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Alida Malkus

Alida Malkus (1895 - ?) rode and swam as a child. She was the eleventh child of thirteen, so if they all had horses it must have been like a perpetual Pony Club. She was good at art, but from the age of thirteen, began writing, initially for her school newspaper. Art reared its head again when her family sent her to an art school in San Francisco, but when she returned home she went to live in New Mexico in a log cabin. After war work at a censor’s office, she returned to New Mexico, and writing, but was fired from an Albuquerque newspaper for incompetence. Her apparent lack of the ability to produce copy which could be typeset did not stop a rival newspaper from hiring her, and she went on to work for major papers like The Herald Tribune and The New York Times Sunday Magazine.

She maintained her interest in South America, and it inspired most of her books.

Finding the books: Colt of Destiny is easy to find in its US printing, but very difficult indeed in the British. Sidi is not particularly easy to find.

Links and sources

Alida Malkus’ papers are in the de Grummond collection

Terri A. Wear: Horse Stories, an Annotated Bibliography, Scarecrow Press, 1987

Thank you to Lisa Catz for the photograph and summary.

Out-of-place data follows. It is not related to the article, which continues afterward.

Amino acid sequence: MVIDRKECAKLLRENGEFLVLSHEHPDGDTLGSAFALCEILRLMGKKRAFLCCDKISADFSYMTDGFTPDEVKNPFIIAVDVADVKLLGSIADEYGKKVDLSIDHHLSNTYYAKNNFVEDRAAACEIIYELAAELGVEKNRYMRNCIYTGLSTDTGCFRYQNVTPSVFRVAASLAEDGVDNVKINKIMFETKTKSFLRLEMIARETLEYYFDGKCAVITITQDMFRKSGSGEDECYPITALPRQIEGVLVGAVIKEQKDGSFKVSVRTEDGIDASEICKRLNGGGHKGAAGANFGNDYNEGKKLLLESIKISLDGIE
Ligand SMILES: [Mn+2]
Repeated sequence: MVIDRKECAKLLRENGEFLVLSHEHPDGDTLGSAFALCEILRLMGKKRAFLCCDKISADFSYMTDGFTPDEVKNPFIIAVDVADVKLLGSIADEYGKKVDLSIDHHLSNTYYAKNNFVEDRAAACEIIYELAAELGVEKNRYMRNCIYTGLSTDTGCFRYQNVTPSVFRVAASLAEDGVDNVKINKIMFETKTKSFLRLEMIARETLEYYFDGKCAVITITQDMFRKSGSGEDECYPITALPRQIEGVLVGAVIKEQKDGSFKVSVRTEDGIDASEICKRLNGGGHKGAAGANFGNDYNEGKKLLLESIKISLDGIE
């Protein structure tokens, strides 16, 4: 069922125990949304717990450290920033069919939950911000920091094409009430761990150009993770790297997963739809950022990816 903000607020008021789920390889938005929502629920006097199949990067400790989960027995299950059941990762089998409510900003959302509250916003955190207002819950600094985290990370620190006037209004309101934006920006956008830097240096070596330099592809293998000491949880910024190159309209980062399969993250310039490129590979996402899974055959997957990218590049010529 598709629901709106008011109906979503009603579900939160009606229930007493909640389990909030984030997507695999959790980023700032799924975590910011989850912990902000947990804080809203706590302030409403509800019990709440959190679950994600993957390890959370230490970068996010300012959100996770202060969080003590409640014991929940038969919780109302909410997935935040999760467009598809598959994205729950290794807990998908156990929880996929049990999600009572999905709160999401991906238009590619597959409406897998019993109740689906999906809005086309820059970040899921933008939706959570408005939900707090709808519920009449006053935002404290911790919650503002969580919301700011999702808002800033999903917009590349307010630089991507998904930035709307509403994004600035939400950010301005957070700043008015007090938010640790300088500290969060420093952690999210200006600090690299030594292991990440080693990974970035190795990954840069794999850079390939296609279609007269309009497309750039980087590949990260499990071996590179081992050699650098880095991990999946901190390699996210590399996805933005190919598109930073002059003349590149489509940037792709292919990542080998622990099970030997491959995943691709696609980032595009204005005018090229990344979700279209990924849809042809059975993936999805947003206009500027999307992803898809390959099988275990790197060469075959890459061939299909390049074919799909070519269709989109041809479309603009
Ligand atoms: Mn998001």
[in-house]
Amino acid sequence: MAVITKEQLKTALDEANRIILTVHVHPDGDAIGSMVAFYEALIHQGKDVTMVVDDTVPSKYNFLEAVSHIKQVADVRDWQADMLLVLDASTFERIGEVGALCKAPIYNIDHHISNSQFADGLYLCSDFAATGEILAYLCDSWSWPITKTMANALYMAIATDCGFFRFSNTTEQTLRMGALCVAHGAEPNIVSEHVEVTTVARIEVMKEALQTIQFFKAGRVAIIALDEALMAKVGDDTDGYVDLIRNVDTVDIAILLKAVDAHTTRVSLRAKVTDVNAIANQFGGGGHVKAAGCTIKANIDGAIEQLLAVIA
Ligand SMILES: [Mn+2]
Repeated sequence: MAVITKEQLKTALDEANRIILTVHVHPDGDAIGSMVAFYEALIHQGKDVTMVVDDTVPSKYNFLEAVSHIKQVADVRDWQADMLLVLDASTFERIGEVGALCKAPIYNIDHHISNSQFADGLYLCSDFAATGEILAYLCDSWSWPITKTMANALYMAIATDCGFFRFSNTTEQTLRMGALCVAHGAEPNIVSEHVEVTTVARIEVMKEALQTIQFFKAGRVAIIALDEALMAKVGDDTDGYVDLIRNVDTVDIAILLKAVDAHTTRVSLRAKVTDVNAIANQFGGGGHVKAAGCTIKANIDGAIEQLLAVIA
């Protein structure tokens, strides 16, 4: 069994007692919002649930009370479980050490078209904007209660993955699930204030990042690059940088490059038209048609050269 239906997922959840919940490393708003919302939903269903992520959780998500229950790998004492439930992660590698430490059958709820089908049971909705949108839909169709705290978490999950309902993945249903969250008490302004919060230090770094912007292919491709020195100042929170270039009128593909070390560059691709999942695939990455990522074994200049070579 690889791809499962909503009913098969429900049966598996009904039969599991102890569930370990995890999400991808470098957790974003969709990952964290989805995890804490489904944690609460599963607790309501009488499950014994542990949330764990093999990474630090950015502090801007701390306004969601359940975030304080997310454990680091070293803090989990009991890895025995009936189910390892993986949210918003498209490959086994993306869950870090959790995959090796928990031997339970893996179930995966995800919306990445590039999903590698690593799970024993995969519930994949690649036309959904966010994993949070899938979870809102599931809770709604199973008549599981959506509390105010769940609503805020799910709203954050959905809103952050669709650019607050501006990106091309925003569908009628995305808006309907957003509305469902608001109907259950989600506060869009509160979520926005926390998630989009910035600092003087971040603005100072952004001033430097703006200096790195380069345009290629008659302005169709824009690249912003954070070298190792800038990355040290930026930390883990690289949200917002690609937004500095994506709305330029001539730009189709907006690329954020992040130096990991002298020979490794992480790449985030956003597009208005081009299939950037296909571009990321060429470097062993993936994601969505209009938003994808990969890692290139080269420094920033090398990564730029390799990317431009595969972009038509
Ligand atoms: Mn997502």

Colt of Destiny - a Story of the California Missions

John C Winston Company, Philadelphia, 1950, 244 pp, illus Manning de V Lee

Hamish Hamilton, London,1953, 243 pp

The capture and training of wild horses which escaped from early Spanish settlers was an
important task for the people in sixteenth century California. Young Jaime Otero played an important
part in the early development of the state. He captures Starlight and her mate, and painstakingly
trains horses that were bred into a strain invaluable to later American pioneers. He also fought
cruel Spanish landowners and savage Indians, and supports Father Junipero Serra in establishing
Franciscan missions. 

Bibliography - horse books only

Sidi, Boy of the Desert

Winston, 1956, illus Manning de V Lee

Ali is given a mare, Yasmin. Her black foal he gives to his son Sidi, but unfortunately Ibn Mahmoud
has vowed to take both horses himself.